‘Treme’: It doesn’t rhyme with Krispy Kreme

COME BLOW YOUR HORN: Wendell Pierce plays a trombone in a funeral band in New Orleans in the new HBO series “Treme.”  Photo: Skip Bolen


NEW YORK, April 6, 2010 — It’s pronounced treh-may.

That’s how the word “Treme” is pronounced in the theme song that plays during the opening titles for “Treme,” this new HBO series about life in New Orleans a few months after the floods of Hurricane Katrina.

And since this theme song, titled simply “Treme Song,” is sung by a jazz singer from New Orleans, then treh-may must be how this word is pronounced.  This singer, John Boutte, should know this because he is a musician and Treme is the name, apparently, of a neighborhood in New Orleans that is known for its music and musicians.  On the other hand, the Wikipedia entry for Treme shows an accent mark on the second syllable, so I suppose the pronunciation of this word varies.

One thing is for certain, “Treme” is not pronounced treem, which is how 99 percent of the potential audience for this series has likely been expecting it to be pronounced ever since they began reading about it — you know, like “extreme,” “scheme,” “theme” or even “Krispy Kreme.”

Why bring this up?  Because a title whose pronunciation is not readily understood by most people of reasonable intelligence makes you wonder if the producers of this TV series ever considered whether their title would prove to be vexing — and by extension, a tad off-putting — to their show’s potential audience.

I bring it up also because, as a journalist, you try and anticipate what your readers want to know, and I’ll bet many people who have been eagerly awaiting this new series are scratching their heads over its name and too embarrassed to ask any of their peers if they have any idea how it should be pronounced.




At the very least, now that that’s out of the way, puzzlement over the title does not have to stand in the way of your enjoying the show.  For that, “Treme” presents other obstacles, particularly some of its characters, who are among the least likable personalities you’ve ever been taxed to spend time watching on TV.

Steve Zahn / Photo: Skip Bolen

First and foremost is an indigent musician and public-radio disc jockey named Davis McAlary, played by Steve Zahn.  With his deep knowledge of the musical lore of New Orleans, McAlary is a sneering, snobbish, obnoxious know-it-all, the kind of person who disdains tourists, newcomers, next-door neighbors, or progress of any kind.  After watching three episodes provided for preview by HBO, I cannot tell if McAlary has been purposely drawn as an unlikable jerk of world-class proportions, or the creators of this show actually believe they’ve written him to be likably roguish or elfin.  Or maybe the character was created just to represent a point-of-view the producers felt their show could not live without.  However, living without him would be OK with me.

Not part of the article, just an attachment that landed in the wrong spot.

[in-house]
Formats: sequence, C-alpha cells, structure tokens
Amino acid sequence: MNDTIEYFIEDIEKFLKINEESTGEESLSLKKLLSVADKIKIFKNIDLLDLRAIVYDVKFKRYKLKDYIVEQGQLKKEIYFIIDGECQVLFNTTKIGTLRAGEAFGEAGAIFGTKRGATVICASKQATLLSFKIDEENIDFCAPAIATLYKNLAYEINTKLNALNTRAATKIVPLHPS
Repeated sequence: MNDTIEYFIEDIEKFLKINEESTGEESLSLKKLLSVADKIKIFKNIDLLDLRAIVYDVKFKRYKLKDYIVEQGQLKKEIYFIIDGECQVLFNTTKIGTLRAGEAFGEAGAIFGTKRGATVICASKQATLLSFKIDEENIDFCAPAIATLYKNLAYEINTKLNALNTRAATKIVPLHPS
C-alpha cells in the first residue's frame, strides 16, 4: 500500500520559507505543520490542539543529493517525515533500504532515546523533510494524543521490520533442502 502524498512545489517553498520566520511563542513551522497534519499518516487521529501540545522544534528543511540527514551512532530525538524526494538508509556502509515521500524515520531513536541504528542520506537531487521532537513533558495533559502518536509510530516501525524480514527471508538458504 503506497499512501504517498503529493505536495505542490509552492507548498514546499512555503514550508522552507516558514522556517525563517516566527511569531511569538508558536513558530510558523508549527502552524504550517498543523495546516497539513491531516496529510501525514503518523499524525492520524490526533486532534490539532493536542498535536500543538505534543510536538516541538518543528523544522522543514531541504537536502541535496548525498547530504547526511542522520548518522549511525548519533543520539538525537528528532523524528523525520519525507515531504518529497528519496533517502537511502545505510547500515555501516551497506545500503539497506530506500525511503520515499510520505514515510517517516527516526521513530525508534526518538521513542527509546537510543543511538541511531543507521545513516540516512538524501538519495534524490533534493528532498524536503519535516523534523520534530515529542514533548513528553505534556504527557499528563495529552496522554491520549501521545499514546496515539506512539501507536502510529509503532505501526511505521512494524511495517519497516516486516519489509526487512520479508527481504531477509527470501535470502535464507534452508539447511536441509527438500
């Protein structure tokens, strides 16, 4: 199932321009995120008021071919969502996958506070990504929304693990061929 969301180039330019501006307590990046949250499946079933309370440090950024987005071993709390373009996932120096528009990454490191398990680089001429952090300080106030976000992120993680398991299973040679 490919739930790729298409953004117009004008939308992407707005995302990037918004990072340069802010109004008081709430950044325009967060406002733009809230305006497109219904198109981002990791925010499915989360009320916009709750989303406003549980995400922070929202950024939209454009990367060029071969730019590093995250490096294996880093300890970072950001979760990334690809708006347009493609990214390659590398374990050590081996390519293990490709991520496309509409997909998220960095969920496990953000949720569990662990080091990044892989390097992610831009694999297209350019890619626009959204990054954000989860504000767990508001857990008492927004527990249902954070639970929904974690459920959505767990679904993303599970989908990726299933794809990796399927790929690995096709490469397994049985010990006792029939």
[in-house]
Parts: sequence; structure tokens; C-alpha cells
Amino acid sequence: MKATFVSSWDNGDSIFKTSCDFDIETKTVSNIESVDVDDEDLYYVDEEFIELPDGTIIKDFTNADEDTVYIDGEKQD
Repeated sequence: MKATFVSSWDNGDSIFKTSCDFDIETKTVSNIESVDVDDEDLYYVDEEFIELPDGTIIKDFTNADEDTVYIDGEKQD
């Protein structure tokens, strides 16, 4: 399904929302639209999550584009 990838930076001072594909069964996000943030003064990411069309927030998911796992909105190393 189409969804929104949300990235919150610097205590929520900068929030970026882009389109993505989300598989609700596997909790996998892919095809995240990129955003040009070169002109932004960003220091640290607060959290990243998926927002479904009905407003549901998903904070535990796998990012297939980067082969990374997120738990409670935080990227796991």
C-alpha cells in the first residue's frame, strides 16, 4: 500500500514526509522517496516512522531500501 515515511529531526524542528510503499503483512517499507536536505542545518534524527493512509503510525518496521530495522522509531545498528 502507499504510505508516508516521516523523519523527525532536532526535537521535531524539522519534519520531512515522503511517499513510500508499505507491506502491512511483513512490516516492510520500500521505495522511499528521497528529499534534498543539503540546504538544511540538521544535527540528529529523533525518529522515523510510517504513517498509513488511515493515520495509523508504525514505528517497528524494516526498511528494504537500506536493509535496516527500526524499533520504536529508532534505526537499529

Another one is an itinerant trombone player named Antoine Batiste (played by Wendell Pierce of “The Wire”).   He’s portrayed in “Treme” as an unfaithful womanizer who wanders aimlessly from gig to gig, blowing what little money he has on expensive taxicabs and, in at least one instance, a visit to a prostitute.  Here too, you get the feeling the producers might believe Antoine is just a very colorful cat who is emblematic of a certain New Orleans type.

EASY, BIG FELLA: John Goodman pontificates in a scene from “Treme.” Photo: Paul Schiraldi

The problem is that Antoine and Davis (and a few others, such as a bloated, pompous English professor played by John Goodman) are such bums and blowhards that you might find yourself thinking: Hey, why should we save New Orleans just for the sake of people like these?

That, of course, is the opposite position that the creators of “Treme” — David Simon and Eric Overmyer (“The Wire”) — want you to take.

As for the rest of “Treme” (which starts this Sunday — April 11 — on HBO), great pains have been taken to give you access to some of the many subgroups and subcultures that comprise this city’s ethnic jambalaya (the various forms of music on display, performed by real New Orleans musicians, are a glorious highlight of this series).  Among the tribal groups is a neighborhood clan of Indians led by Clark Peters (also from “The Wire”), who plays one of the better people of New Orleans, and one who doesn’t happen to be asking for handouts.  He’s come back to town three months after the hurricane to take his tools in his own hands and rebuild what he lost, with little or no help from anyone.

Anyone who loved “The Wire” can at least expect “Treme” to look great, and it does.  It is a polished made-for-TV production, filmed in neighborhoods that still look like Katrina blew through them just last week rather than five years ago.  And yet, despite the meticulous quality of its production, its huge cast and its many storylines, not much actually happens.

Contact Adam Buckman: AdamBuckman14@gmail.com



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